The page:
Myanmar’s military rulers have branded a rival national unity government a terrorist group and blamed it for the bombings, arson and killings, state-controlled media said on Saturday.
Myanmar’s military has struggled to enforce order since taking power on February 1 and the detention of elected leader Aung San Suu Kyi.
Bombings are reported daily and local militias have formed to confront the army, while anti-junta protests have not stopped across the Southeast Asian country and strikes by opponents of the army. coup d’état crippled the economy.
The Government of National Unity (NUG), which operates under cover and itself describes the military as a terrorist force, announced this week that it will set up a People’s Defense Force.
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“Their actions have caused so much terrorism in so many places,” state television MRTV said, announcing that the NUG, a committee of ousted lawmakers known as the CRPH and the new force would now all be covered by the law. anti-terrorism.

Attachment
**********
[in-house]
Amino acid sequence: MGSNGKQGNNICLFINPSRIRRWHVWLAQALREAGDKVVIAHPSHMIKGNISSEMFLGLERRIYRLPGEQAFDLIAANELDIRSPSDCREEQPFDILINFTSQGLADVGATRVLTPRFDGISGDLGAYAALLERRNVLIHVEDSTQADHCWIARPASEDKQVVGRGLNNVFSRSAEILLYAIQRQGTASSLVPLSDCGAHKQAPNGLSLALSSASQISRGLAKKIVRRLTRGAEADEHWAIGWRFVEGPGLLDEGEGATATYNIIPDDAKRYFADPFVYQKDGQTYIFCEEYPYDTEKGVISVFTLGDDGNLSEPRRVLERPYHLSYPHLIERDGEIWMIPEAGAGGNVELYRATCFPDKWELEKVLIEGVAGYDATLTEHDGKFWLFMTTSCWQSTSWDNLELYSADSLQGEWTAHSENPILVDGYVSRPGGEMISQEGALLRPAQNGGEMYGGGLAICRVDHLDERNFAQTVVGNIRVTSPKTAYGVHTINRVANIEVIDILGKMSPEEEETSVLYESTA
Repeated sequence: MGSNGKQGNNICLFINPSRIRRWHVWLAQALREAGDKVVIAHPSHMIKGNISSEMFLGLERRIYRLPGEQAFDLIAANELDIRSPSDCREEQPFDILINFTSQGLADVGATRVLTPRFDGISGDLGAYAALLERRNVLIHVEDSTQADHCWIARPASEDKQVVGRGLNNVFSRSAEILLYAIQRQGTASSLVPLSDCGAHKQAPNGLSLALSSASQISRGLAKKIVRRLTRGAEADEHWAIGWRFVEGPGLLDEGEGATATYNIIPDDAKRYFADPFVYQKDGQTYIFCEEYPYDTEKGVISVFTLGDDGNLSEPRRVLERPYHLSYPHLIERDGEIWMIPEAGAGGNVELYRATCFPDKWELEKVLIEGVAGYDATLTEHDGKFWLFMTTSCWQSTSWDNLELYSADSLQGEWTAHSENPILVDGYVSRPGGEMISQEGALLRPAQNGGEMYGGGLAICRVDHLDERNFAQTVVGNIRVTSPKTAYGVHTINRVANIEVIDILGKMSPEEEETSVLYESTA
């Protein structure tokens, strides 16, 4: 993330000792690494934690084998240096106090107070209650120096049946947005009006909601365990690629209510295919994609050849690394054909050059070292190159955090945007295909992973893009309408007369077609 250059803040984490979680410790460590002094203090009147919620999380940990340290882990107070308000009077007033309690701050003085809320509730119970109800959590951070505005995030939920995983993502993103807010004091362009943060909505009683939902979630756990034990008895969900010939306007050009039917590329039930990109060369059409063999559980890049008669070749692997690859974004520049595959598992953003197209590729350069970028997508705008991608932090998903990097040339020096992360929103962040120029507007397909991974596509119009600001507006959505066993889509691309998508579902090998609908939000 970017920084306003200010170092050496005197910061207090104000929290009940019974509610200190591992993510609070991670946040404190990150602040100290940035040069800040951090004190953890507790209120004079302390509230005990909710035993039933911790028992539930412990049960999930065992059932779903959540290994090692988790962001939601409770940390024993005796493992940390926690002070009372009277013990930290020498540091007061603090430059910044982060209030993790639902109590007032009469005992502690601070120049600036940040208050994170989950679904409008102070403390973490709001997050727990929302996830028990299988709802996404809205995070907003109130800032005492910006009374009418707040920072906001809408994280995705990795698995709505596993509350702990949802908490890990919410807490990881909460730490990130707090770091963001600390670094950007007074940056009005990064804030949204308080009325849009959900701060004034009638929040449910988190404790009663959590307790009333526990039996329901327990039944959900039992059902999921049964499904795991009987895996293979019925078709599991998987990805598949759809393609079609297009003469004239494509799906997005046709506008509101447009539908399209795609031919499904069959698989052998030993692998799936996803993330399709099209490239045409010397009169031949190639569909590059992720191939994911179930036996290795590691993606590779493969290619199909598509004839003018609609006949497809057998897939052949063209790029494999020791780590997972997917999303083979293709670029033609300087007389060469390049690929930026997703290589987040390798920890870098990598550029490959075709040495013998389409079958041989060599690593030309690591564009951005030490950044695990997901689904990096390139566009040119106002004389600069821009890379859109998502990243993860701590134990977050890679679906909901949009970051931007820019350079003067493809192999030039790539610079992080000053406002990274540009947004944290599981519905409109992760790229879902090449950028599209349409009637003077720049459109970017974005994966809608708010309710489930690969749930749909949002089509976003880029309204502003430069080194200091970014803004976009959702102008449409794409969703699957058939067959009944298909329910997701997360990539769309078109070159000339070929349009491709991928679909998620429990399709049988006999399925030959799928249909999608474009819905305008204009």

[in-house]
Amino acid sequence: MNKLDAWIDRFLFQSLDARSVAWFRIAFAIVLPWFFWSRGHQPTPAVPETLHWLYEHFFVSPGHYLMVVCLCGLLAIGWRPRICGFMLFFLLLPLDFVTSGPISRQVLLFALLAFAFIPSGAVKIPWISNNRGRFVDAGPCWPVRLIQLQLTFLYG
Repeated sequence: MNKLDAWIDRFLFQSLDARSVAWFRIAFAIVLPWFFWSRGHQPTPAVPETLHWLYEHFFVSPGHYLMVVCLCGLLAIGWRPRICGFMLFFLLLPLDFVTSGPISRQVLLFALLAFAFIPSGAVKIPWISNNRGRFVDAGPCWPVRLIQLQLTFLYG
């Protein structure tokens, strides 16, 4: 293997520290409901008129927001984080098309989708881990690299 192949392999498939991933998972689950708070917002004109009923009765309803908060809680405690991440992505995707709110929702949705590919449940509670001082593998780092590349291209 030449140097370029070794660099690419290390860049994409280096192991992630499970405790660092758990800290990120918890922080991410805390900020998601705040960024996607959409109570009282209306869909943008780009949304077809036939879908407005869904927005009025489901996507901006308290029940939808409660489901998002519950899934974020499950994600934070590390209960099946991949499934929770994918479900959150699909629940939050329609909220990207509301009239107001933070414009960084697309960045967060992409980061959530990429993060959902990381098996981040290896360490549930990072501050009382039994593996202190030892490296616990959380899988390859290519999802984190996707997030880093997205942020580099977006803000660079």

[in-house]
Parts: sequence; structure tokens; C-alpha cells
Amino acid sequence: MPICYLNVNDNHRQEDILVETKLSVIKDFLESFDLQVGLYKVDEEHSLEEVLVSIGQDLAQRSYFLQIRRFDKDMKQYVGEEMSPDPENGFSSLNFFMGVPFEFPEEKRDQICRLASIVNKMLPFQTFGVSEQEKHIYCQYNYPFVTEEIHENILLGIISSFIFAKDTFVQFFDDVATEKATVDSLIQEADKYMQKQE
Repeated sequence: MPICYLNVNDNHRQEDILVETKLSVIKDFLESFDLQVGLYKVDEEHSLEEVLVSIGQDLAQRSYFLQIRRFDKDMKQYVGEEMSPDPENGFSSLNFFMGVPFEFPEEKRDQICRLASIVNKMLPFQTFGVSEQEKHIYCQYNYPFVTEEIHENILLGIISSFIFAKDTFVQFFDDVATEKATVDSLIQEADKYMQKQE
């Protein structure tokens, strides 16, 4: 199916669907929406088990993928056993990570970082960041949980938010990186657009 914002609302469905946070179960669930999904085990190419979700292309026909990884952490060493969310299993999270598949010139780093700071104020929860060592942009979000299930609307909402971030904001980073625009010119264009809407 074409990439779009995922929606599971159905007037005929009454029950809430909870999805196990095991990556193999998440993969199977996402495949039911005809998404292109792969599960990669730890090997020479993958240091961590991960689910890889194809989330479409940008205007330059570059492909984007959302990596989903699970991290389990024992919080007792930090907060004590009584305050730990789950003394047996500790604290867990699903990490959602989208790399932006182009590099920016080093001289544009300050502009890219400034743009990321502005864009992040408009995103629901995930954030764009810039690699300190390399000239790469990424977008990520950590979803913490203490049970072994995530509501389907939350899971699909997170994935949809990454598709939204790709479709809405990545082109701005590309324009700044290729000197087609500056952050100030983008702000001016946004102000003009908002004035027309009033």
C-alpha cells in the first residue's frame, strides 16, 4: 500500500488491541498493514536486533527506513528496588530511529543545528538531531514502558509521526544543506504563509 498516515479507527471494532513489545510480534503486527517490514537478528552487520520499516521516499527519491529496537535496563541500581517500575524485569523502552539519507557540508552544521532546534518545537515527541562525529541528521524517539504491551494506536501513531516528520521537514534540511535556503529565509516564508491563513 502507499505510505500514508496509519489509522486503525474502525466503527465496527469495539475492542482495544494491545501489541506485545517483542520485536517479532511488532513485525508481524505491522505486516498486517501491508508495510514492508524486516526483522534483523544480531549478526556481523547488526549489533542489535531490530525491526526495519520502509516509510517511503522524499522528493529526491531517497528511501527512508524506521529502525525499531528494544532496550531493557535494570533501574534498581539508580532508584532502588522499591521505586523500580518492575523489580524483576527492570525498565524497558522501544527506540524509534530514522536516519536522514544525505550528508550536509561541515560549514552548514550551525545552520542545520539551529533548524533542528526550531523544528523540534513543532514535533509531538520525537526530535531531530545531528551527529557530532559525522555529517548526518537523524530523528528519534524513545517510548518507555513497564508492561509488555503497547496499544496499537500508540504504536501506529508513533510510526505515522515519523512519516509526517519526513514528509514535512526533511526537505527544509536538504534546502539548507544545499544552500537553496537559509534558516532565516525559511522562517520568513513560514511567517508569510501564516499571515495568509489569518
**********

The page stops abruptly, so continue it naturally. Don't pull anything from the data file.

“There have been bombs, fires, murders and threats to destroy the administrative machinery of the government,” the announcement said.
The anti-terrorism law prohibits not only membership in groups, but also all contact with them. The junta had previously accused its opponents of treason.
Protesters marched against the junta in dozens of places on Saturday. At least 774 civilians have been killed by security forces and 3,778 are being held, according to the activist group of the Association for Assistance to Political Prisoners.
The junta disputes these figures and claims that at least two dozen members of the security forces were killed during protests.
Fighting has also erupted on the outskirts of Myanmar with ethnic armies fighting for decades, some of which have joined the protesters. State television said the military advanced against the Kachin Independence Army in northern Myanmar, but there was no independent confirmation.
In western Myanmar, the new Chinland Defense Force said it had invaded a military camp. The military did not comment on the report.
Myanmar’s military seized power alleging fraud in November elections which were swept aside by Suu Kyi’s party, which fought for democracy for decades before interim reforms began ten years ago. years. The electoral commission dismissed the army’s complaints.